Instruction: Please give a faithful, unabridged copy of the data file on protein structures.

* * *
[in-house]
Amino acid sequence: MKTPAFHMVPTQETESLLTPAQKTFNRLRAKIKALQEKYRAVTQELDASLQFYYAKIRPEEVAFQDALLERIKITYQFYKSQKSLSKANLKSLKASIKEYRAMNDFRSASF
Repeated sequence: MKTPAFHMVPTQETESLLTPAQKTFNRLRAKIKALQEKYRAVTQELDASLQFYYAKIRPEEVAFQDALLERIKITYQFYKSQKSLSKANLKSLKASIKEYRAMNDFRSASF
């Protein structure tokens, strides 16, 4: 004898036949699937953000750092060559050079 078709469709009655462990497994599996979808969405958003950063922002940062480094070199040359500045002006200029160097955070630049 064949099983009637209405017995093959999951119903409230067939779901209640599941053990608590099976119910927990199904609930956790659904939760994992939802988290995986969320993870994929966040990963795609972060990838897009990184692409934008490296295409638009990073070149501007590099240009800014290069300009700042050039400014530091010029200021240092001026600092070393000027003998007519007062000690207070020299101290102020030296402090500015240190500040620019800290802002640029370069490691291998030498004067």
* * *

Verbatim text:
[in-house]
Amino acid sequence: MKTPAFHMVPTQETESLLTPAQKTFNRLRAKIKALQEKYRAVTQELDASLQFYYAKIRPEEVAFQDALLERIKITYQFYKSQKSLSKANLKSLKASIKEYRAMNDFRSASF
Repeated sequence: MKTPAFHMVPTQETESLLTPAQKTFNRLRAKIKALQEKYRAVTQELDASLQFYYAKIRPEEVAFQDALLERIKITYQFYKSQKSLSKANLKSLKASIKEYRAMNDFRSASF
């Protein structure tokens, strides 16, 4: 004898036949699937953000750092060559050079 078709469709009655462990497994599996979808969405958003950063922002940062480094070199040359500045002006200029160097955070630049 064949099983009637209405017995093959999951119903409230067939779901209640599941053990608590099976119910927990199904609930956790659904939760994992939802988290995986969320993870994929966040990963795609972060990838897009990184692409934008490296295409638009990073070149501007590099240009800014290069300009700042050039400014530091010029200021240092001026600092070393000027003998007519007062000690207070020299101290102020030296402090500015240190500040620019800290802002640029370069490691291998030498004067």